It's time for another edition of Throwback Thursday!  Please join me (see links at the bottom) and show off one of your earlier projects.

A few years ago, I made a quilt for my sister. I blogged about it here .  My sister had hinted strongly that she wanted a quilt (I believe the phrase was "Where's mine" when I gave one to my mother :) ).  So I found a picture of a quilt I liked, drafted a pattern, since all I had was the photo, and made dozens of blocks with triangles made from temples.

When the quilt was complete, I had a few blocks left over from my intial attempt.  I didn't like the original colour choices, so I started over with new fabric, but I had these blocks already made.You can see that some of the fabric stuck, but the green and medium purple were replaced in the final quilt.  But, I had these blocks, so I wanted to do something with them.

I made a few more blocks with the fabric I had left. Since I had no more of the background fabric, I switched the orientation around, to change up the design and allow me to use other fabrics as the background. The cream became the focus of the block. I added some borders, and made this into a quiltie-sized top, so that I could donate this quilt.

Then, I quilted the top on the frame I had made for my domestic machine - I think this was the last one I quilted there, before giving up that endeavor.

This quilt was about 24" square in the end, and was donated to the local children's hospital through a guild Quiltie program in Oct 2009.  Because the large quilt for my sister was named "Triangle Delight", I called this one "Mini Delight".


The rules are simple (and flexible :) ). Write a post (or revive an old one) about an old quilt or project that you have - maybe something from your pre-blogging days, or just a project you love that you want to show off again. Please include a link back to this post in yours, and when you link up make sure you are linking to your specific blog post, not just your blog address. You want to make sure people can find your post if they drop by the linkup later.

Add your link, and check out some of the other links for some inspiration. See my sidebar for a TBT button you can add to your blog.

Tuesday, September 15, 2015

Quiet week

I've been busy with my longarm this week, and prepping a few quilts for a show (adding labels/hanging sleeves), so not much has been going on in my sewing room. I did start on this block - which needs to be finished by tomorrow night.  Nothing like working to a deadline :)

But other than that, things are quiet here.  I have some more tweaks to make to my dress, but after that hopefully I'll get back to quilt making.

Saturday, September 12, 2015

Reflections

Reflections
I've been working on a little sample quilt, trying out a theory to see if it would translate into fabric.  Surprisingly, it worked out almost exactly like I had hoped.  It is another effort that shows up best in photos (or from a larger distance), but I'm pretty happy with the result.  In the first half of the assembly, I was pretty careful about the flow of the shimmer, but I see at the end I got careless and simply staggered each row back and forth.  That will have to be fixed for the final quilt.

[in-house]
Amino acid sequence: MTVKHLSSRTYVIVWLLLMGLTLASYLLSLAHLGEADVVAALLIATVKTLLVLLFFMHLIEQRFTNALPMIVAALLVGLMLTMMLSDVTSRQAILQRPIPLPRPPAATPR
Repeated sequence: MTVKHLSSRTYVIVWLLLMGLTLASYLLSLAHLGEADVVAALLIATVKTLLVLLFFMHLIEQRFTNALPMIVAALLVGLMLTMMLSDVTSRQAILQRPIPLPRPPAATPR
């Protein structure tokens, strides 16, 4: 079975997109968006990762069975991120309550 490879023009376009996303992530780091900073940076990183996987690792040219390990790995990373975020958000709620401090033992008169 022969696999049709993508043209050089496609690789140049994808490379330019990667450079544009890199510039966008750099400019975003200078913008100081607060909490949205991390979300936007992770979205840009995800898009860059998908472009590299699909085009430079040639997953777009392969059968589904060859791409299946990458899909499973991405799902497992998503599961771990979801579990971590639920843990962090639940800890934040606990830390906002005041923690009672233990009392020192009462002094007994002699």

The other thing that's been occupying my time this week is a revival of my sewing skills from 20 (or more) years ago.  I had the foolish idea to make a dress for a dance party I'm going to next month. The theme is formal, but I'm dancing Bolero so I needed something that was somewhat of a crossover.  Nothing in my closet suited, so I thought I'd try my hand at this.  The picture is awful, but I'm pretty pleased with the dress. A couple of tweaks still needed, but I think it will suit just fine.  And now I'm on a mission to find the dress form my mother used to have.  That would have made this process much simpler.


Thursday, September 10, 2015

TBT - Bargello

It's time for another edition of Throwback Thursday!  Please join me (see links at the bottom) and show off one of your earlier projects.

One day early in my quilting career, I was browsing quilts and came across a bargello. That technique immediately went onto my "someday" list, as something that I wanted to try.  A while later, I splurged on a book about bargello quilts, and how to design them. I did some reading, and in September of 2009 I took the plunge.  I picked up some fabric in my favourite turquoise colourway, and came up with the concept of a water scene for my bargello.  I sketched it all out, just like the book said, and started cutting strips.

I was a little leary of the method used in the book I was reading, for assembling the bargello. It had you stitch each line of the design directly to the batting/backing. So essentially a quilt as you go bargello. I still don't know if that's the usual method, but I admit that it kept things straight and square quite nicely.

When I laid out my strips, based on my design, I was not happy at all with the results. I'm not sure what didn't translate, from paper to fabric, but this first cut wasn't working. So I played around, rearranging strips.  I had to work with what I had, as all the fabric had been used already.  A few tweaks over the next couple of days resulted in something that I felt resembled a waterfall, as I had wanted.